Justice Sotomayor argued that neither AEDPA nor Keeney changed this fault standard: they addressed situations in which petitioners were “at fault” for failing to raise a claim — not Martinez–Trevino scenarios where petitioners were legally not at fault for the negligence of their Sixth Amendment–required counsel.63 Thus, she reasoned that Ramirez and Jones “[were] not at fault for their attorneys’ failures to develop the state-court record”64 since these failures “constituted external impediments” under Martinez-Trevino; and thus “§ 2254(e)(2), properly interpreted, poses no bar to evidentiary development in federal court.”65 She chastised the majority’s contrary reading for “eviscerat[ing] Martinez and Trevino and mischaracteriz[ing]” the Court’s precedents.66 She wrote that the Court “empt[ied] [these precedents] of all meaning” and did so by curiously “rel[ying] on the dissent[s] in Trevino” and Martinez and misconstruing precedent.67 AEDPA “str[uck] a balance between respecting state-court judgments and preserving the necessary and vital role [of] federal courts” in “promoting fundamental fairness,” especially in death penalty cases.68 The Court, in disregarding that balance, “reduce[d] to rubble many habeas petitioners’ Sixth Amendment rights to the effective assistance of counsel,” privileging finality over fundamental fairness and “extinguish[ing] the central promise of Martinez and Trevino, . . . [while] mak[ing] illusory the protections of the Sixth Amendment.”69
In Ramirez, the Roberts Court devalued stare decisis in favor of state sovereignty, curtailing the rights of vulnerable populations in the process. As the Court itself acknowledged, little remains of Martinez and Trevino after Ramirez. But the Court failed to justify its stealth overruling; rather than citing to traditional principles of stare decisis, it privileged “state sovereignty” as the cardinal policy consideration. In so doing, the Court harms indigent defendants and portends a regime whereby “states’ rights” predominate over civil rights once more.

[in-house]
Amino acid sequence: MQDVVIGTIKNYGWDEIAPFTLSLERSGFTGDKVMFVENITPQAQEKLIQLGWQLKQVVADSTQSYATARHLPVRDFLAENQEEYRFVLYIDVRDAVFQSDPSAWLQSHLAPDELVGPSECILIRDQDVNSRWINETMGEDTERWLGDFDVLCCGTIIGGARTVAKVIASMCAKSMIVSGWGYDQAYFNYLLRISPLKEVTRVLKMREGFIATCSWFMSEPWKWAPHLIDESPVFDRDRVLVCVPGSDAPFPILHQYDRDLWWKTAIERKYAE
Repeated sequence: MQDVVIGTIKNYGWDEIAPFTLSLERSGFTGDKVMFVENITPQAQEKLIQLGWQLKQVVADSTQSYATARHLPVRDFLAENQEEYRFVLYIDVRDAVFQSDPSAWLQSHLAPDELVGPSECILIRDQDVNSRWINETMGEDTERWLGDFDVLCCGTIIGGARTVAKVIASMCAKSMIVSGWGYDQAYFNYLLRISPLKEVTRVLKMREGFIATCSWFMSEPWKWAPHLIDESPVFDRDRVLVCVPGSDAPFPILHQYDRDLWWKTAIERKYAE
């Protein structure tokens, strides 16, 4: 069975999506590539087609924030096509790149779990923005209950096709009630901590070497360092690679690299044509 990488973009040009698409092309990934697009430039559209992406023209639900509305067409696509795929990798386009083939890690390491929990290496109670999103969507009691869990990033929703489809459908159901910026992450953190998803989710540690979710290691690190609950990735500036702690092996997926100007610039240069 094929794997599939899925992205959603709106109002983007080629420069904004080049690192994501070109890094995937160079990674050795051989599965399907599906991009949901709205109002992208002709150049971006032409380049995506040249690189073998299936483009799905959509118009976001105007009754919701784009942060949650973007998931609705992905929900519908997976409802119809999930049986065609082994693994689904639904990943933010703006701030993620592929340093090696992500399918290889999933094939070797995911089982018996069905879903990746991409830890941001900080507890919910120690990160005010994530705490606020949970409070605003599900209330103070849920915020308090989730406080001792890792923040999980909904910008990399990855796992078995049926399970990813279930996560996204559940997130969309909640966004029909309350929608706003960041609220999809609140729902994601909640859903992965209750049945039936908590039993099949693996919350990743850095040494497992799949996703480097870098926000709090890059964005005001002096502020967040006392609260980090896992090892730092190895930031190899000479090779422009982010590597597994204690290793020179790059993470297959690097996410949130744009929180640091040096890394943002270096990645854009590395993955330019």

Ramirez contravened stare decisis by “gut[ting] Martinez’s and Trevino’s core reasoning,”70 effectively overruling those decisions while reconsidering — absent special justification — the same arguments raised ten years ago in their dissents.71 To be sure, one can argue, as Justice Thomas did, that Martinez was an “equitable” ruling and that Ramirez is merely a textualist interpretation of AEDPA.72 But the language of § 2254(e)(2) existed when Martinez was decided, and Ramirez’s reading of that text renders the Martinez right an effective nullity in many cases.73 Indeed, many of the Justices in the majority acknowledged this effective end run around Martinez at oral argument: Justice Thomas addressed it in his first question, as did Chief Justice Roberts, Justice Alito, and Justice Kavanaugh.74 The Chief Justice suggested that Congress did not necessarily “envision the problem” when enacting AEDPA,75 despite the majority asserting that AEDPA compelled its holding.76 Justice Kavanaugh asserted that surely the Martinez Court foresaw this issue, and “it’s hard to envision” that the result of Ramirez “would make any sense.”77 Thus, four out of the six Justices in the majority expressly acknowledged that the logical implications of Martinez militated against the Court’s holding, yet they nonetheless joined the majority opinion. Curiously, the Chief Justice and Justice Alito did so despite being in the majority in Martinez, too; and neither penned a concurrence to explain the flip.78